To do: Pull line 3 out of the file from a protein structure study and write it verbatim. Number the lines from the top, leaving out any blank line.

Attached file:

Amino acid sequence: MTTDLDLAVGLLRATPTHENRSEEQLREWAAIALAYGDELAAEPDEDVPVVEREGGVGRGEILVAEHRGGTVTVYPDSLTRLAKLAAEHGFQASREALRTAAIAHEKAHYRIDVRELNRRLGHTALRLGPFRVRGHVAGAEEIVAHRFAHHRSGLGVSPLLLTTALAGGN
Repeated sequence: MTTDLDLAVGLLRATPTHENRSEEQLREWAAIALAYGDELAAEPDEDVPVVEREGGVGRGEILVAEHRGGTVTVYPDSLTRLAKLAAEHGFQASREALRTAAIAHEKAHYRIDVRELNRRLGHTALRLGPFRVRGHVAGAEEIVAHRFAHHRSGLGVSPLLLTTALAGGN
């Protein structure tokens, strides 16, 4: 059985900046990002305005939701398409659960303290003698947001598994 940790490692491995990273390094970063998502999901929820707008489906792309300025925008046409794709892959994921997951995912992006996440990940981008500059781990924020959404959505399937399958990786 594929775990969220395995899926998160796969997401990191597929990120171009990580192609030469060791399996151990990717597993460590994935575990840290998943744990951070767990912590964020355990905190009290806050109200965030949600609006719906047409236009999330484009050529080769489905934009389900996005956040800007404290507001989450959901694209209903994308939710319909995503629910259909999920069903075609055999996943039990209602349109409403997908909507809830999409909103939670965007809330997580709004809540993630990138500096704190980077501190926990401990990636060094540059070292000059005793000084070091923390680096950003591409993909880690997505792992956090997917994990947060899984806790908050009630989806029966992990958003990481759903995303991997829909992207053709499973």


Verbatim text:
């Protein structure tokens, strides 16, 4: 059985900046990002305005939701398409659960303290003698947001598994 940790490692491995990273390094970063998502999901929820707008489906792309300025925008046409794709892959994921997951995912992006996440990940981008500059781990924020959404959505399937399958990786 594929775990969220395995899926998160796969997401990191597929990120171009990580192609030469060791399996151990990717597993460590994935575990840290998943744990951070767990912590964020355990905190009290806050109200965030949600609006719906047409236009999330484009050529080769489905934009389900996005956040800007404290507001989450959901694209209903994308939710319909995503629910259909999920069903075609055999996943039990209602349109409403997908909507809830999409909103939670965007809330997580709004809540993630990138500096704190980077501190926990401990990636060094540059070292000059005793000084070091923390680096950003591409993909880690997505792992956090997917994990947060899984806790908050009630989806029966992990958003990481759903995303991997829909992207053709499973």